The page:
Guildford Sermons

Preached at S. Matthew’s Church February to May 2011

Volume I

February 2011

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Carl Gustav Jung. As the Living God warns the folk in Isaiah‟s time: ISA 58:4 Look. you fast only to quarrel and to fight and to strike with a wicked fist. sell. a day to humble oneself? Is it to bow down the head like a bulrush. With such a God we cannot buy. who accomplishes the divine will and purpose through the hearts and hands and minds of faithful people of every generation. Is such the fast that I choose. hung above the gateway to his home. manipulate divine behaviour. cajole. 5 ISA 58:5 . Such fasting as you do today will not make your voice heard on high. God will be there.6th February 2011 : Epiphany 5 : Year A 7:45am and 9:00am Guildford Isaiah 58:1-9a : 1 Corinthians 2:1-13 : Matthew 5:13-20 One of my favourite sayings is the sign that the psychoanalyst. time and place. This is the God whose presence is a given. Vocatus atque non vocatus Deus aderit Called and not-called. bribe. This God – our God – is present eternally because that is what the Living God does – be present.

so that they may see your good works and give glory to your Father in heaven. to undo the thongs of the yoke. and bring the homeless poor into your house. to cover them. and not to hide yourself from your own kin? ISA 58:7 If any of that sounds familiar.and to lie in sackcloth and ashes? Will you call this a fast. Jesus may also have had this passage in mind when he said. when you see the naked. and to break every yoke? Is it not to share your bread with the hungry.” 6 . to let the oppressed go free. a day acceptable to the LORD? What wants has nothing to do with the kind of formulaic practices that even today plague the spiritual life of the Church and no doubt many another religion. it ought to! It‟s one of the passages that lie behind Jesus‟ “my yoke is easy” saying and his proclamation of justice to the oppressed in Luke‟s gospel. This is what we hear through Isaiah: ISA 58:6 Is not this the fast that I choose: to loose the bonds of injustice. “Let your light shine before others.

codes or interesting.For both Isaiah and Jesus the light comes when the faithful attend to matters of what today we would call social justice. For one thing. do either Jesus or the prophet Isaiah so much as hint. rules set boundaries – which is a Good Thing – but the Living God knows no limitations. Where. regulations. But they are NOT the essence of what it means to follow Jesus or the Living God. And we know from so many recorded confrontations Jesus had. we don‟t think of it like that. lepers. statutes and regulations delude us into believing that we have some sort of control over God. that he would always take the opportunity to shine God‟s light into 7 . statutes. outcasts. indigenous Australians and others whom Jesus and Isaiah commend to us. let alone suggest that anyone will recognise the presence of the Living God by attending minutely to rules. we should ask ourselves. orphans. Equally. But that is effectively what we are doing when we pay more attention to legislation than to widows. No. bizarre and confusing rituals? These things probably have their place.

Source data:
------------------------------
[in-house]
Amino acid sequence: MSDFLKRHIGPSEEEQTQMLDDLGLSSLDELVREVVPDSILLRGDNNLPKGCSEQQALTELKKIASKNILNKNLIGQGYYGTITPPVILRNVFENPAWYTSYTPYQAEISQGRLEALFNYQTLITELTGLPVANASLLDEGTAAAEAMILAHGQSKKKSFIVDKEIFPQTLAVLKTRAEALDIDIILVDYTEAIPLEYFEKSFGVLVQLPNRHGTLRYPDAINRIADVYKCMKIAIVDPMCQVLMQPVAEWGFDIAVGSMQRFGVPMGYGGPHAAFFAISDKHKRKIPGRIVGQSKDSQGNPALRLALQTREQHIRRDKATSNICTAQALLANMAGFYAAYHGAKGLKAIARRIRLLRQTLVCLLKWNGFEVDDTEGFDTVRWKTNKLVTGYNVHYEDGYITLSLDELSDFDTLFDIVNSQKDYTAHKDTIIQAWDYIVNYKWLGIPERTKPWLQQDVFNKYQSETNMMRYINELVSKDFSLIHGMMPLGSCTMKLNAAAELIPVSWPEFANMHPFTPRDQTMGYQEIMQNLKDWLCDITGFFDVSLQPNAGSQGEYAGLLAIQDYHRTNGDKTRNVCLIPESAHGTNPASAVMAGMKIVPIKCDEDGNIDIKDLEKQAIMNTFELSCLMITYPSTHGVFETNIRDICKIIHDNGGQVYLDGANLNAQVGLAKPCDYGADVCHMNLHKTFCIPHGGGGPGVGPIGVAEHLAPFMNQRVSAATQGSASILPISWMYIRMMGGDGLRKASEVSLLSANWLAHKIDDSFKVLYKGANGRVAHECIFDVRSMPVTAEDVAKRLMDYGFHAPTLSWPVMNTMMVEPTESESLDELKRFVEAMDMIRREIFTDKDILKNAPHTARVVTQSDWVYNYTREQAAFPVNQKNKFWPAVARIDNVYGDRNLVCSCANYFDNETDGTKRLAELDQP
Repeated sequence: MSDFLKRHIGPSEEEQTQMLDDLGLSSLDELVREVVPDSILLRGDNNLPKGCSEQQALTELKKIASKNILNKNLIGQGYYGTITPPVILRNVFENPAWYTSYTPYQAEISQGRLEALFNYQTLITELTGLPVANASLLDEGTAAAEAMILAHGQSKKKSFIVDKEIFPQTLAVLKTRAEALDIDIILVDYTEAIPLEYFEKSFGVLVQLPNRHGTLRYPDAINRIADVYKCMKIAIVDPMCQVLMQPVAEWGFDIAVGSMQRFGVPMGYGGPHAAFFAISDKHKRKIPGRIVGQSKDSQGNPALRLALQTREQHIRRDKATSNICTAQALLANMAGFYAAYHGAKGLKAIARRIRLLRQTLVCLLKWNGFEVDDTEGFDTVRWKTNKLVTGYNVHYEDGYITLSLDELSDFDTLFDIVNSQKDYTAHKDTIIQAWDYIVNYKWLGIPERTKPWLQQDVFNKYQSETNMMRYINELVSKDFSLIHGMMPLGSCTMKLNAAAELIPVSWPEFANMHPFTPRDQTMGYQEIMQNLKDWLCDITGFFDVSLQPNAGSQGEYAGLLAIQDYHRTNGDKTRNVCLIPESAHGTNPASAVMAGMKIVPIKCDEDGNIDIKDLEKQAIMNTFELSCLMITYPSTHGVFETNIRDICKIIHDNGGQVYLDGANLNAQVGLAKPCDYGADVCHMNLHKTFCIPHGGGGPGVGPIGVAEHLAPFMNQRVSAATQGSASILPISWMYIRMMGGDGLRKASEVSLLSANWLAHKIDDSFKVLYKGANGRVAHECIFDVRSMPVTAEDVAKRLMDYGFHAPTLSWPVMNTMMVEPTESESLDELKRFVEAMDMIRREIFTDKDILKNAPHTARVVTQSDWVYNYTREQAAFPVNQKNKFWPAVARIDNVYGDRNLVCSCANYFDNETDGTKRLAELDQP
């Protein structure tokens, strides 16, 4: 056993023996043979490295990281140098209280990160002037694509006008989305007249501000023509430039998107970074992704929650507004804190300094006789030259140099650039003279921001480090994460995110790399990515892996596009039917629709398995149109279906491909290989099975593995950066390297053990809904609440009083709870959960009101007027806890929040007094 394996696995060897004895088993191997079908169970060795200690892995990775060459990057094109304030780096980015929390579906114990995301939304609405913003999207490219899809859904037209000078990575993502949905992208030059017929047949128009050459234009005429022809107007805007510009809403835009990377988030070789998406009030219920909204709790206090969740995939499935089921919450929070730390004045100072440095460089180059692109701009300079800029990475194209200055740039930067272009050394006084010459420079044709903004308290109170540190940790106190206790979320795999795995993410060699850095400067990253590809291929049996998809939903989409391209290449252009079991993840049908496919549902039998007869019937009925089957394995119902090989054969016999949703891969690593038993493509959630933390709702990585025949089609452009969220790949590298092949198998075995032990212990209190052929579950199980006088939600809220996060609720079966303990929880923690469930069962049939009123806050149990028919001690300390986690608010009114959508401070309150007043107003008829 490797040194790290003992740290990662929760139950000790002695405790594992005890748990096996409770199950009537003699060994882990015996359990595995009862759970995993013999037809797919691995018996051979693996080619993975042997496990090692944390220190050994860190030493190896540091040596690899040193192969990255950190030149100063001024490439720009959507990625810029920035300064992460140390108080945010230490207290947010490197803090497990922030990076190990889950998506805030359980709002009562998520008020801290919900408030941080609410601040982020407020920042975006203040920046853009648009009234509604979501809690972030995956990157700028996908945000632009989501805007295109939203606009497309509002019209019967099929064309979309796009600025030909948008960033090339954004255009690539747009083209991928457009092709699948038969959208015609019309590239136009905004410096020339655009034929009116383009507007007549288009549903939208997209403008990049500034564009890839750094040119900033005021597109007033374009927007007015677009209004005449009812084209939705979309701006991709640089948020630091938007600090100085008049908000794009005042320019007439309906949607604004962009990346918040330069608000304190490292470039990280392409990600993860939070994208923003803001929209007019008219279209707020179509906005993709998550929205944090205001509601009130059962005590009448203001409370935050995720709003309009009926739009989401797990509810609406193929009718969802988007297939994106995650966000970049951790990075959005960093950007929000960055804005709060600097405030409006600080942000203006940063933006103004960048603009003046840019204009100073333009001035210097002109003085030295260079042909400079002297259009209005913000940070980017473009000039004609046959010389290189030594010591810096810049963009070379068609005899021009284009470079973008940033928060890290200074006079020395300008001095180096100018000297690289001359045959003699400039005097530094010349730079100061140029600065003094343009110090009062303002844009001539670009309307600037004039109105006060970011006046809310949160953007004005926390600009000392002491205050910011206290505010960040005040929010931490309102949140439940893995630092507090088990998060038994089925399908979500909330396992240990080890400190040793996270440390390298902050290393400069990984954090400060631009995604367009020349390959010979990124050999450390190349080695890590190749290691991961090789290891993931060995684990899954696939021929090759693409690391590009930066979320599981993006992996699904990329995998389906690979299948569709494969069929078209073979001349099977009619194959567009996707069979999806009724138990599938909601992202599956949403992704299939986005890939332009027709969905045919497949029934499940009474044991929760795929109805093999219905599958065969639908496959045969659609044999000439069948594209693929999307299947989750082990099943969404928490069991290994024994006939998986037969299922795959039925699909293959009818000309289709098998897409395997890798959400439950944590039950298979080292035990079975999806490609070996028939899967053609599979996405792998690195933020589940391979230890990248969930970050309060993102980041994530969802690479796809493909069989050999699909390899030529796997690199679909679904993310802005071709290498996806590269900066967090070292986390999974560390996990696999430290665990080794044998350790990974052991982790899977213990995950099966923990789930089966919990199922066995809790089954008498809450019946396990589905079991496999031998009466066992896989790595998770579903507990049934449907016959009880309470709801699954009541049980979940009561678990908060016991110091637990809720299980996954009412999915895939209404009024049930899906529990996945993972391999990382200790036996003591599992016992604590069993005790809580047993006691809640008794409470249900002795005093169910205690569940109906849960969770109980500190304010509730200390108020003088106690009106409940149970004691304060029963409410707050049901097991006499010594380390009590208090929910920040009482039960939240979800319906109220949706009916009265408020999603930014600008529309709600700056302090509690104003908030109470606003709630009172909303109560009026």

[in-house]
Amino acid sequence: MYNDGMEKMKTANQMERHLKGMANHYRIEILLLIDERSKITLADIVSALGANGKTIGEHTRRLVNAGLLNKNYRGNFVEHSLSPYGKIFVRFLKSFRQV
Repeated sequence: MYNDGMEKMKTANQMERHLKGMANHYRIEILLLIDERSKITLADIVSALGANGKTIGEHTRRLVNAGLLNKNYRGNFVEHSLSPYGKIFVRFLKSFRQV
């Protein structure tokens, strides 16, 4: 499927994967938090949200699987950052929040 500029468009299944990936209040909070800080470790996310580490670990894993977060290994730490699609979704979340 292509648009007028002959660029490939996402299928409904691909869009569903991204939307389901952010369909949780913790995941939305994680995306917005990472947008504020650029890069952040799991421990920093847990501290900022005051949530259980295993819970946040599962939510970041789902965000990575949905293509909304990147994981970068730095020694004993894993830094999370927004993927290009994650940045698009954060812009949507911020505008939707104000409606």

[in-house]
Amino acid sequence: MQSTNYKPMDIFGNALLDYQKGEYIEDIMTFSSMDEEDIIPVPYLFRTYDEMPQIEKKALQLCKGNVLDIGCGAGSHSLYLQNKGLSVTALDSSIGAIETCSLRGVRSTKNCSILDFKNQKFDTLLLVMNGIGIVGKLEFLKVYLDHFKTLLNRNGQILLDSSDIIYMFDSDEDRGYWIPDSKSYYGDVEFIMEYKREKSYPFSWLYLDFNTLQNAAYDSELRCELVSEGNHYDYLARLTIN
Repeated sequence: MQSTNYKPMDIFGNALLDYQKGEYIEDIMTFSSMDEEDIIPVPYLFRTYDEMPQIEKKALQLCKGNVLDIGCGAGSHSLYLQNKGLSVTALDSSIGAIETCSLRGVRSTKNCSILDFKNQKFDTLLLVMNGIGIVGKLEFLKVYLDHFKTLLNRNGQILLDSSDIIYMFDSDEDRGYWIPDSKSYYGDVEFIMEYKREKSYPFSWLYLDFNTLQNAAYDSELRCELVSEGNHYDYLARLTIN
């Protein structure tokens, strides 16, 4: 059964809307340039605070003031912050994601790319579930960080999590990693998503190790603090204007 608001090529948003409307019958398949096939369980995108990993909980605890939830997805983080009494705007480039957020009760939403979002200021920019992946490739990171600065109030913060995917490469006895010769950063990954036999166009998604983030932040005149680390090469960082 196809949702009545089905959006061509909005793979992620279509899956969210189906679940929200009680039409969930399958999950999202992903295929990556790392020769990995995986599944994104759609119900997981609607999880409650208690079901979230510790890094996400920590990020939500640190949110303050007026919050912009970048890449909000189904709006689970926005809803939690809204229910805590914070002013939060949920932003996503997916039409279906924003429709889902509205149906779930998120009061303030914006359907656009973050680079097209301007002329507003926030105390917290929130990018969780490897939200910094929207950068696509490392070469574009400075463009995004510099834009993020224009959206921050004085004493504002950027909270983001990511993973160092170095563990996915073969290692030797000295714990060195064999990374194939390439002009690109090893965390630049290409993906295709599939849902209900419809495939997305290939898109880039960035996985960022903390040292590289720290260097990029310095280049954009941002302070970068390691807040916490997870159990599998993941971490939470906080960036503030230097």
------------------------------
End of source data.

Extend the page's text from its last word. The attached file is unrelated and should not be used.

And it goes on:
the under-privileged. should behave. In an age when righteousness – having a good. the oppressed. Jesus also tried to distinguish between the useful and proper elements of order on the one 8 . What Jesus did. he did as an example of how we. That‟s why he can make what otherwise would be an absurd and ridiculous statement about not abolishing the law or the prophets. as if righteousness were accessible through the application of the correct formula – in such an age. authentic relationship with the Living God – was a matter of obeying commands and commandments. therefore he could do that sort of thing but we can‟t. Jesus told us to use our commonsense and remember whose needs were most important – the needy. it is no argument to say that he was Jesus. And no. his followers.dark places – even if it meant ignoring or blatantly disregarding the regulations. Just as Isaiah centuries before Jesus tried to drag an ancient faith community out of the dungeon of thoughtless and automatic regulation. open.